Patient exclusion criteria included factors that made it difficult for an individual to participate in the interview and to self‐report on mobility: (1) inability to be interviewed (ie, obtunded, aphasic), (2) a significant language barrier, requiring a translator, (3) Mini Mental State Examination Score24 < 16, (4) delirium at the time of the interview as documented by the Confusion Assessment Method (CAM)25, and (5) self‐reported inability to ambulate or transfer 2 weeks prior to hospital admission; Additional exclusion criteria were (6) previous enrollment in the study by the patient, the primary nurse, or the physician; and (7) refusal by patient, family, or physician to participate.
A semistructured interview guide approach was used to encourage participants to discuss their perception of barriers to mobility during hospitalization. Pilot testing at a local retirement center was used to revise the initial patient questionnaire. Domains of inquiry were identified through the pilot testing and based on the conceptualized model (Fig. 1). These domains included attitudes toward mobility, expectations of care regarding walking/mobility, patient‐related factors that influence mobility, situational factors that influence mobility, and specific perceived barriers to mobility. Similar but not identical questions were used for patients and health care providers so answers could be compared between participant subgroups. For example, patients were asked, What might make it easier for you to get out of bed and walk more frequently or for longer periods than you are now? and health care providers were asked, What would make it easier for the patient to get out of bed and walk more frequently or for longer periods of time? Responses were categorized as being spontaneous or prompted depending on how the responses were elicited. Spontaneous responses about mobility barriers were elicited during general questioning about the hospital stay; for example: Tell me what you think about getting out of bed and moving around during this hospitalization? Prompted responses were elicited by asking a specific question about a potential barrier: Do you have any concerns about falling during your hospital stay?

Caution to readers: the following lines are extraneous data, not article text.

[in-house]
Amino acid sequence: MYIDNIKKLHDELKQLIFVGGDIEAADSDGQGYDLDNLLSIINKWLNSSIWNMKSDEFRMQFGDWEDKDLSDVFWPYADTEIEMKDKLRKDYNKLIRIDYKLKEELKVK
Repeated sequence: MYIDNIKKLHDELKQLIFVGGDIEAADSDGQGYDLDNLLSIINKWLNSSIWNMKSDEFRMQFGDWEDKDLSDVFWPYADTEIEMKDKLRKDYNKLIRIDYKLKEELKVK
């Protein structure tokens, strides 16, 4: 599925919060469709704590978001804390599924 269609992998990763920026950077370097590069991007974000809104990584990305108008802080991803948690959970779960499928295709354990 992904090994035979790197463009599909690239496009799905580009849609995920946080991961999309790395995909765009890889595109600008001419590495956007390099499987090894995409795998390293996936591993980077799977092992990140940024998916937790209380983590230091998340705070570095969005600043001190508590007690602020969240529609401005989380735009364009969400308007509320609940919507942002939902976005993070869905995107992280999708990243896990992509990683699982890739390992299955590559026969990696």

Interviews were conducted by the principal investigator (PI) between September 2004 and January 2005. Using an iterative approach, analysis began after the first interview with emerging themes being explored in subsequent interviews. All interviews were audiotaped and transcribed verbatim by a medical transcriptionist. Each participant was assigned a unique identifier. Interviews were reviewed by the PI to verify content. Participants were also given an opportunity to review the content of their interviews, with 76% choosing to do this. Using the grounded theory approach, an analytic technique that systematically analyzes raw interview data to generate hypotheses and develop theory; the data were analyzed by generating categories and themes.26
Interviews were independently reviewed and coded by the research assistant and the PI, with a third reviewer available to resolve disputes throughout the analyses. Initially, reviewers coded any item they believed to fit the category of barriers. Discrepancies between reviewers led to review of the original data to determine if the item could be considered a barrier. This process continued until the reviewers were in agreement about what to include as a barrier. Next, the themes generated by the coders were compared. Any discrepancies again led to review of the original data and revision of themes as indicated. This process continued until agreement was achieved for categories and themes between the coders for each of the 29 interviews. Independent themes were identified and counted and are presented as percentages for the purpose of comparing and contrasting between groups.